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Tai Chi & Chi-kung for rehabilitation

Tai Chi Can Substitute for Pulmonary Rehabilitation, COPD Study Shows

 

Tai Chi Can Substitute for Pulmonary Rehabilitation, COPD Study Shows

Can tai chi act as a substitute for pulmonary rehabilitation for patients with chronic obstructive pulmonary disease (COPD)? A study of 120 patients in the journal Chest suggests that it is a possibility.

Can tai chi act as a substitute for pulmonary rehabilitation for patients with chronic obstructive pulmonary disease (COPD)? A study of 120 patients in the journal Chest suggests that it is a possibility.

Pulmonary rehabilitation (PR) can improve exercise capacity and quality of life for patients, but it requires trained staff and specialized facilities. However, tai chi, an ancient martial art that involves physical exertion, is gaining popularity, the researchers said, especially to help manage different conditions like pain and Parkinson's. Tai chi incorporates stretching, breathing, and coordinated movement and requires no special equipment.

The study involved 120 patients with COPD in rural China who had never used a bronchodilator. Eligible patients were aged between 40 and 80 years with post bronchodilator mean forced expiratory volume (FEV) of ≥25% and <80% of predicted and mean forced expiratory volume in 1 second (FEV1)/vital capacity <0.7.

After beginning daily treatment with indacaterol, subjects were randomly assigned to groups receiving traditional PR or tai chi.

Tai chi was taught as a 24-form Yang style; instruction was given 5 days per week for 1 hour for 12 weeks. Initially, patients were taught 2 to 3 movements each day and typically took 2 weeks to master them in small groups. Then the participants were able to join larger group training with a single instructor giving instructions via real-time video streaming.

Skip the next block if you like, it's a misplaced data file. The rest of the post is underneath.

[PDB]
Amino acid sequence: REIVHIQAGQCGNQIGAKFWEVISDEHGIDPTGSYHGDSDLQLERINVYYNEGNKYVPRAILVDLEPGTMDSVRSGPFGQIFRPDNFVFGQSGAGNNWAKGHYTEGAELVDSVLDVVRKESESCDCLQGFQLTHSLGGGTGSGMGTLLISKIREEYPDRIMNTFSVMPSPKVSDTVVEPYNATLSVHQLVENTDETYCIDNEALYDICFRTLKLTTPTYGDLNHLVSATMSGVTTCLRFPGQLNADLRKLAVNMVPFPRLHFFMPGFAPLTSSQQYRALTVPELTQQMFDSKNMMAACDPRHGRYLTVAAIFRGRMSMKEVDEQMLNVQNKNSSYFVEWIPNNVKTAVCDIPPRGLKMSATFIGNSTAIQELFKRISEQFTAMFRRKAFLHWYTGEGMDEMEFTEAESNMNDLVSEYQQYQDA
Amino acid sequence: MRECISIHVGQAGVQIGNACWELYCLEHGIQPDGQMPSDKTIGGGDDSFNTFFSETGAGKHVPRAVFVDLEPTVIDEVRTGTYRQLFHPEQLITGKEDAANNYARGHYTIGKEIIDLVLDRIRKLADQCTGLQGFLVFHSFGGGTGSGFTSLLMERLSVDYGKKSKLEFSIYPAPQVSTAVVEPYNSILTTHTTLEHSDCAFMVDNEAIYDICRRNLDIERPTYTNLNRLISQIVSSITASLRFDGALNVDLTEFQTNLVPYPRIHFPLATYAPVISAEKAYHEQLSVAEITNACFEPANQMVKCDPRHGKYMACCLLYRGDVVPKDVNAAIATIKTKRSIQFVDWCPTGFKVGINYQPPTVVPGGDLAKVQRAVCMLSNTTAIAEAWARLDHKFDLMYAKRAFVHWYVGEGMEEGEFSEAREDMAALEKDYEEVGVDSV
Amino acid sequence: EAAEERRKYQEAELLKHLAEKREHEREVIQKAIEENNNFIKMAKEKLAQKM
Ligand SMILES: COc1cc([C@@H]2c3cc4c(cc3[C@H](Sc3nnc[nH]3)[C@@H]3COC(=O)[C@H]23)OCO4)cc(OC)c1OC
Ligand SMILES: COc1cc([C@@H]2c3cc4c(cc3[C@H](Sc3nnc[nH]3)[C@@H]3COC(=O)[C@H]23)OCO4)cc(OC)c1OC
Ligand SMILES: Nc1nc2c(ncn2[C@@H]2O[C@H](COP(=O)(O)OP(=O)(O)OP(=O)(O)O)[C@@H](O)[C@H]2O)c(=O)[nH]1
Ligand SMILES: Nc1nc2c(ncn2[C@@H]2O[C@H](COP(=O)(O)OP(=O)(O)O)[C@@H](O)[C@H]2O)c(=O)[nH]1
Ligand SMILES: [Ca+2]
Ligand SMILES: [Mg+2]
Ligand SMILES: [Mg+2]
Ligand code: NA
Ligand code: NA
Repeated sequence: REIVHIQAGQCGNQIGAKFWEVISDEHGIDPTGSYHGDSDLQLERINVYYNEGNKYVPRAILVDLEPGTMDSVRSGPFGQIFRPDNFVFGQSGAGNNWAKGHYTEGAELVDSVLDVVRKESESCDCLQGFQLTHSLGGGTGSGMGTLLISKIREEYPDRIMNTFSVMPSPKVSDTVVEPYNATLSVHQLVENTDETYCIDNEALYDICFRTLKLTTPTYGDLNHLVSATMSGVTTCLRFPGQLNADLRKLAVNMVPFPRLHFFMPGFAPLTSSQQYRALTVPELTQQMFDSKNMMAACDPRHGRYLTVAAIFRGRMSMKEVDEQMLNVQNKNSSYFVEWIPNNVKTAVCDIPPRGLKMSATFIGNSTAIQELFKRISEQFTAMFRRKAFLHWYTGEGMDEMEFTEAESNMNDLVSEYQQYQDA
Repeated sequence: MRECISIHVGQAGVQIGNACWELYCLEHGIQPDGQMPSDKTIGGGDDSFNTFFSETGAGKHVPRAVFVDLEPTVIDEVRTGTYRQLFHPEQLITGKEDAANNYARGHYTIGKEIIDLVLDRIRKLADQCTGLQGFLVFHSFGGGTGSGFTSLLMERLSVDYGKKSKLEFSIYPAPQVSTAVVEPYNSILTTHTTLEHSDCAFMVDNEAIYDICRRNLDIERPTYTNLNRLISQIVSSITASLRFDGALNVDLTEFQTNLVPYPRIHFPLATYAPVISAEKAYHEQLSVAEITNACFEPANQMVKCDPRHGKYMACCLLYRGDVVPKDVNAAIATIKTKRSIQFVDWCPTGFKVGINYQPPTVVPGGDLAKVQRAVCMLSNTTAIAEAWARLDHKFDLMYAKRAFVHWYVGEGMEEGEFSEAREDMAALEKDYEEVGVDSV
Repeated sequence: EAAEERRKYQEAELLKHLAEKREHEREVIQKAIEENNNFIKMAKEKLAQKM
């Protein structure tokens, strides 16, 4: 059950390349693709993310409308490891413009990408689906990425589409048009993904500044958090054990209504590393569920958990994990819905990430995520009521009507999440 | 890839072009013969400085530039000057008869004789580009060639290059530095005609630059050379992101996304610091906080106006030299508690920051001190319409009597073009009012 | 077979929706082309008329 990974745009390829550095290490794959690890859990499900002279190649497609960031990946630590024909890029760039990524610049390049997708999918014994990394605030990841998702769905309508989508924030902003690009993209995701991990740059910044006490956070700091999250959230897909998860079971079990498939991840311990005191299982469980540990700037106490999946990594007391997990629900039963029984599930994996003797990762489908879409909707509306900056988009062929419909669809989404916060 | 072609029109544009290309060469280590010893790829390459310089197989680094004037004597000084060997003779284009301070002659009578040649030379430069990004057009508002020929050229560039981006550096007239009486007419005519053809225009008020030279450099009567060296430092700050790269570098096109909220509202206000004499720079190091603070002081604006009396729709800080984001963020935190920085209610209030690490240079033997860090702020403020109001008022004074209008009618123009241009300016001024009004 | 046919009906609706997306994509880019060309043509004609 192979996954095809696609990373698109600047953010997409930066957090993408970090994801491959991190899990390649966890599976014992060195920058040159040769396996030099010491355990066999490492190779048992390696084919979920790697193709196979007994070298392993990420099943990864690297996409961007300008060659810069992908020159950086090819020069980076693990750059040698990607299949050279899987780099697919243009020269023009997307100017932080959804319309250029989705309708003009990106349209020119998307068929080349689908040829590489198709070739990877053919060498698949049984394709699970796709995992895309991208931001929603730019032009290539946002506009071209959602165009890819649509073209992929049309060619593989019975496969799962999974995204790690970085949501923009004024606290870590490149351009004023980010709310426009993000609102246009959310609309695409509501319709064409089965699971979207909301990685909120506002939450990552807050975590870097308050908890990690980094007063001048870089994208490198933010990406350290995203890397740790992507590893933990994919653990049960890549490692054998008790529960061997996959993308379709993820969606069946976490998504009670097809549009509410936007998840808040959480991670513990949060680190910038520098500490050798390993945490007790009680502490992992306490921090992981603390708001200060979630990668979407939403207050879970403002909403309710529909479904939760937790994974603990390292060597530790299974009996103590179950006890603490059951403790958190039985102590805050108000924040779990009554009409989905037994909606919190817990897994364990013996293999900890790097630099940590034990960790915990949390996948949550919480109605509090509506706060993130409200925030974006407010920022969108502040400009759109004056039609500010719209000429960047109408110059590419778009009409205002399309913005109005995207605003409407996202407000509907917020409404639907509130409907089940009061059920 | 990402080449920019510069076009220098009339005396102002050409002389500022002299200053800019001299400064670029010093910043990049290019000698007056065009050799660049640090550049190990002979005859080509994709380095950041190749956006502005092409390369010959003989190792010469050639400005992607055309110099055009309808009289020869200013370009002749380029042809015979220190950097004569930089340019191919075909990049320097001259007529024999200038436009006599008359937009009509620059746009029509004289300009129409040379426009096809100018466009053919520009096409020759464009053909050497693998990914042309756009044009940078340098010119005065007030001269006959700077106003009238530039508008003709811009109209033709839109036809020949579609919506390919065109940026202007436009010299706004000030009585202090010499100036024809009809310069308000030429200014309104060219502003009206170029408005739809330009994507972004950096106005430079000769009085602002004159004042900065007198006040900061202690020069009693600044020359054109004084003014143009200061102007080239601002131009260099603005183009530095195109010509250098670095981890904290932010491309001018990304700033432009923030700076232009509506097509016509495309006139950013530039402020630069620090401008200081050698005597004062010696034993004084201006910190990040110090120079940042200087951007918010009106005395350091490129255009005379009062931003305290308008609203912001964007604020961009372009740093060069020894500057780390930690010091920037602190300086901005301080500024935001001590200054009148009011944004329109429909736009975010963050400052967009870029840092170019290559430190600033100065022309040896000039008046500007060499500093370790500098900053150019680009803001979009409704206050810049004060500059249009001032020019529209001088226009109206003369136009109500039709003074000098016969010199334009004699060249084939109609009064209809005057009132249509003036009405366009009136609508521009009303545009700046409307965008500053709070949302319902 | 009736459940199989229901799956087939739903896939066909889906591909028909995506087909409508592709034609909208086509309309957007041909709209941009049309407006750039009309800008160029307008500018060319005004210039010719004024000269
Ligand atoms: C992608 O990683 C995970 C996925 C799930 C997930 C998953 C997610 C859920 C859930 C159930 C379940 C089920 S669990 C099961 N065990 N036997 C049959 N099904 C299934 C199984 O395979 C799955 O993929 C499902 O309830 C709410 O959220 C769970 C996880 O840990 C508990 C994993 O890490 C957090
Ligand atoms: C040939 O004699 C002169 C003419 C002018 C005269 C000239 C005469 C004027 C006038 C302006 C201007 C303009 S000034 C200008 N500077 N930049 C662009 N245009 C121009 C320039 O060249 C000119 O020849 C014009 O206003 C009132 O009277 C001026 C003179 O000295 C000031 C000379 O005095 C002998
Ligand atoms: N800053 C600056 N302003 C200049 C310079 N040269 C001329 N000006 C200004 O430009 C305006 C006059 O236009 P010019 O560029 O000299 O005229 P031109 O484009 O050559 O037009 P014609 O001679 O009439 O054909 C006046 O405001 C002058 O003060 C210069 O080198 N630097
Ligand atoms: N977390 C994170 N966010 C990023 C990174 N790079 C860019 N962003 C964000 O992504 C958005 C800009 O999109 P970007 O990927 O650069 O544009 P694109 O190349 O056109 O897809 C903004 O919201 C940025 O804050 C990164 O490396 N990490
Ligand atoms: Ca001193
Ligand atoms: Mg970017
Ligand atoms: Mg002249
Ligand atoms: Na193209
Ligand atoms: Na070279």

At the end of the 12-week period, participants were encouraged to continue, either alone or in a group; however, no assistance was provided by the investigators.

Both the tai chi and PR groups showed similar improvements in the Saint Georges Respiratory Questionnaire (SGRQ) scores, a commonly-used tool that measures self-reported health status.  

However, there was no difference in FEV1.

With concurrent long-acting inhaled beta-agonist use, both PR and tai chi provided benefits as judged by the SGRQ and performance on a 6-minute walk distance test. Although neither training approach differed from the other by more than the minimal clinically important difference (MCID) of 4 SGRQ points, 12 weeks after the end of formal training, improvements emerged in favor of tai chi in SGRQ score, 6-minute walk distance score, dyspnea score, and quadriceps strength.

The researchers said tai chi may offer more sustained benefit than PR.

The researchers said the choice of SGRQ as the primary outcome measure was justified on the basis of it being widely used as an end point in COPD clinical trials. The efficacy of COPD treatments is often judged by change in FEV1; however, the researchers did not expect either PR or tai chi to affect FEV based on earlier findings.

They also noted that while medication has an important role in treating COPD, cost can be an issue for some patients, especially in rural China, where the study took place.

Reference

Polkey MI, Qiu ZH, Zhou L, et al. Tai chi and pulmonary rehabilitation compared for treatment-naive patients with COPD [published online April 3, 2018]. Chest.  doi: https://doi.org/10.1016/j.chest.2018.01.053.